An indigenous diet is bound to be easier for your body to digest, easily adhere to a lot of speculation, and thus a lot of myths about what is the “best” diet during this challenging period for the world. All around the world, the pandemic has given centre stage to health care, prevention of diseases, and concurrently, to lifestyle disorders, dietary illnesses, and immunity through food.
However, despite this limelight, no one has figured out one “best” diet that holds its claims for everyone. Through this, the concept of indigenous diets gathered some attention. So what is an indigenous diet?
Indigenous diet is any regime that caters to a specific community of people, where the food is sourced locally, and the fundamentals are based on individuality instead of global standardization. This implies that a person residing in Delhi, India, does not have to feed off Quinoa sourced from America and is better off consuming a mix of Bajra (Pearl Millet) and Gehu (Wheat) from the states around.
Another vital point that this concept raises is that humans thrive on variety in their diets. And that traces back to seasonal crops, vegetables, and fruits. So now that we have established what indigenous diets are, let’s look at how they benefit you.
What are the benefits?
First and foremost, it gives you better health. That’s probably the entire agenda of coming across a food-oriented blog, no? Considering that you are a supporter of science, you probably do believe in evolution. And evolution says that any living thing evolves to better adapt to the environment around it. So it makes sense that your body has adapted to whatever food has been available to your local community for generations.
Now take a hint and guess what would ‘eating something that suits your body’ to your health. It improves it. An indigenous diet is bound to be easier for your body to digest, easily available to you, and gives you an immunity that guards you against diseases around you.
The idea of the same individualistic approach towards a diet that indigenous diets innately advocate was emphasized by Eran Segal in a Tedx talk. His talk is about a detailed study with surprising results favoring a diverse, individually catered diet that prevents and even treats dietary ailments.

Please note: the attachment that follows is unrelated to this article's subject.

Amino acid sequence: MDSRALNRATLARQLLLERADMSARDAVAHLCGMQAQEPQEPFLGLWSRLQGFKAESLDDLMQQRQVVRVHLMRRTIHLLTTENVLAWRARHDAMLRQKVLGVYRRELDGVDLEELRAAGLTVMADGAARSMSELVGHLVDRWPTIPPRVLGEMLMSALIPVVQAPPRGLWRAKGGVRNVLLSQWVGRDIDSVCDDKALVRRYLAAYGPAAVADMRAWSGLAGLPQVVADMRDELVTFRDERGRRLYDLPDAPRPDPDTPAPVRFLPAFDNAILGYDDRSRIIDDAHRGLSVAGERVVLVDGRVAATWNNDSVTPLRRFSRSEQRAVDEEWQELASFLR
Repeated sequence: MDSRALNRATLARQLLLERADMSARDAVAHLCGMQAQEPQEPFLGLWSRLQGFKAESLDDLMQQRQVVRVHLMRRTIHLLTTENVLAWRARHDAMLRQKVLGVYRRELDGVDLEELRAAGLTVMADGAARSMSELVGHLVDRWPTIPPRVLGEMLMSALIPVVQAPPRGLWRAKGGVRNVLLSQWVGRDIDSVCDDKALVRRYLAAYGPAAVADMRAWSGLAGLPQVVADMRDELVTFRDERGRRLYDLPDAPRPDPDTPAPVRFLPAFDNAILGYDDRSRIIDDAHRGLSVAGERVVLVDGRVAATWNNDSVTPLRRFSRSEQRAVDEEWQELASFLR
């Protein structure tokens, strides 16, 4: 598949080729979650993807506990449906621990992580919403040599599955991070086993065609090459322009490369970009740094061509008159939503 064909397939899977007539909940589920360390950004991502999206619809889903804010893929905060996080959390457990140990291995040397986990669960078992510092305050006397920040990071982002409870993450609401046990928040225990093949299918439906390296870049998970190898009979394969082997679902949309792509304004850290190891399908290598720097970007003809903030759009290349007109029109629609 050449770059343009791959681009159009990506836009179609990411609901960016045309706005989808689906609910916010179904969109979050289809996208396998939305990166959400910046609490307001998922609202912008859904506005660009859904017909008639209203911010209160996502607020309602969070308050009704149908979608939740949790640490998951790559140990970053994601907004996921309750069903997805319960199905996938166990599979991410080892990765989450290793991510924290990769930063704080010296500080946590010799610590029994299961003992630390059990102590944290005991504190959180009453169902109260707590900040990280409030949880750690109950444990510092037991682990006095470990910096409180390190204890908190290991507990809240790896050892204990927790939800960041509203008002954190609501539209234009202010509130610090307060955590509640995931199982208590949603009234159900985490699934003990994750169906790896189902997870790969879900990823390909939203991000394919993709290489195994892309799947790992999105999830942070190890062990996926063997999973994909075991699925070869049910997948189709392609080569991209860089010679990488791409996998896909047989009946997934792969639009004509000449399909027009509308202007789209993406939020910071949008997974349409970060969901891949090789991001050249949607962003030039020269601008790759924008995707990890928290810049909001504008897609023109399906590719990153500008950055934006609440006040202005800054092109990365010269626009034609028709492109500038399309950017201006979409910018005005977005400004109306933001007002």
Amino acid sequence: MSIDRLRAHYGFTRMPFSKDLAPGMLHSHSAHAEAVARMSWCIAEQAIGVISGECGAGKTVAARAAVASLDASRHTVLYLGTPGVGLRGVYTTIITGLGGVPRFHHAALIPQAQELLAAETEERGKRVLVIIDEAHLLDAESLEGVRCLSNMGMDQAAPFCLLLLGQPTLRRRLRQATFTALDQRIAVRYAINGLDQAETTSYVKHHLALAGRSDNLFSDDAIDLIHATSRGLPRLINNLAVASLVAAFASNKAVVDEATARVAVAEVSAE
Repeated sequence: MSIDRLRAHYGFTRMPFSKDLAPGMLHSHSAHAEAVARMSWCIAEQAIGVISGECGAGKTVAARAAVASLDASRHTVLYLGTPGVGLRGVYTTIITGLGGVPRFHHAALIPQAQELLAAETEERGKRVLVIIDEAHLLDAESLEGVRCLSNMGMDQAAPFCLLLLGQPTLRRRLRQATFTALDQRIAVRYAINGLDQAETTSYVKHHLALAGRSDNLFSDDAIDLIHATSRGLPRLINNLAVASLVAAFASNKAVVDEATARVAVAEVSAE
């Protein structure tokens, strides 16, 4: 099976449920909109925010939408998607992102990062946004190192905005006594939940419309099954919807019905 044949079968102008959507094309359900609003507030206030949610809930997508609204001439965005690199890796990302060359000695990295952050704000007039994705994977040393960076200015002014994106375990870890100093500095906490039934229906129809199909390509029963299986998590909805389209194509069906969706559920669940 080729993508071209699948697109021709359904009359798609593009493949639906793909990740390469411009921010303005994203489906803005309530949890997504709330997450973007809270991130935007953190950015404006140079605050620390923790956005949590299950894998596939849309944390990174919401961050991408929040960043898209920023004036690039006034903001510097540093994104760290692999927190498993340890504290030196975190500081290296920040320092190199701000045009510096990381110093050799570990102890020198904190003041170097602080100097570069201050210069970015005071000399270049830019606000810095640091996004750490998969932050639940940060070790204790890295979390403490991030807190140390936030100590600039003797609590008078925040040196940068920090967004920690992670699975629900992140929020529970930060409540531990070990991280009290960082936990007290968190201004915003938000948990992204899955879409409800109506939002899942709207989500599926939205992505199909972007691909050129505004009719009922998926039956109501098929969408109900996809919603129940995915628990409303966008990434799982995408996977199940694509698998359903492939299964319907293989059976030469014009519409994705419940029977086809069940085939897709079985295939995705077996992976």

The environmental repercussions around food are, if not entirely, then at least majorly overlooked by food trend followers that keep looking around for the next revolutionary change in their diet. Let’s try and understand this in two points:
Let’s take the example of rice. If you are not aware, rice is a crop that requires loads and loads of irrigation. When somebody starts growing rice in an area that does not receive ample rainfall to feed this irrigation demand, they create a demand for artificial irrigation, which in turn requires more fuel to transport this water. Not only will rice not be famous around that area, but this forced production will also be a major burden for the local ecosystem. We can always switch to grains that are readily available nearby for our consumption instead of forced productions.
You read about Quinoa and its miraculous weight-loss, high-protein properties and decide on consuming it. The trend takes years to settle in, but the demand created is somehow fulfilled by large suppliers. With its origin in the Americas, the massive environmental impact is paid for from your pocket, but it stays in the ecosystem nonetheless. Transporting ragi from Maharashtra to Gujarat generates a much smaller carbon footprint.
As mentioned above, when the transportation cost is low and the growth is favored by the local ecosystem, climate, and rainfall, the seller has much less reason to raise costs. A disgruntled seller does raise costs, you’ll find dozens of more suppliers locally.
How to implement it?
There are just three keywords you need to remember here – local, seasonal, diversified. Explore your local market, try and understand the pricing of different vegetables, fruits, and crops, and figure out what grows in your nearby states, when is it at its lowest price of the year and then maintain a balance. You could probably find most of this out on Google.
Once you figure this out, do not stick to one permanent diet, but rather keep improvising. Food is science, and science only works through experimentation.
If you plan on going even further, a famous book called Ikigai appreciates a lifestyle from Japan that includes cultivating most or at least some of what you consume. This could be a gradual way of figuring out what is supported by the ecosystem you reside in.
It brings in you a sense of autonomy and cognizance towards a rather unexplored aspect due to an urban lifestyle. You will be able to understand the food you eat.
Now that you understand the how, why and what of indigenous diets, let’s see how Farm Didi helps you in the process. As a social enterprise, Farm Didi works with targeted local communities of farmers, improves their functions, and ultimately distributes their produce to pan India.
Our delicious offerings include flour, pickles, and guilt-free sweets with authentic recipes and hygienic equipment. We help you get your local, seasonal, diversified items, with the bonus of supporting a local community to thrive.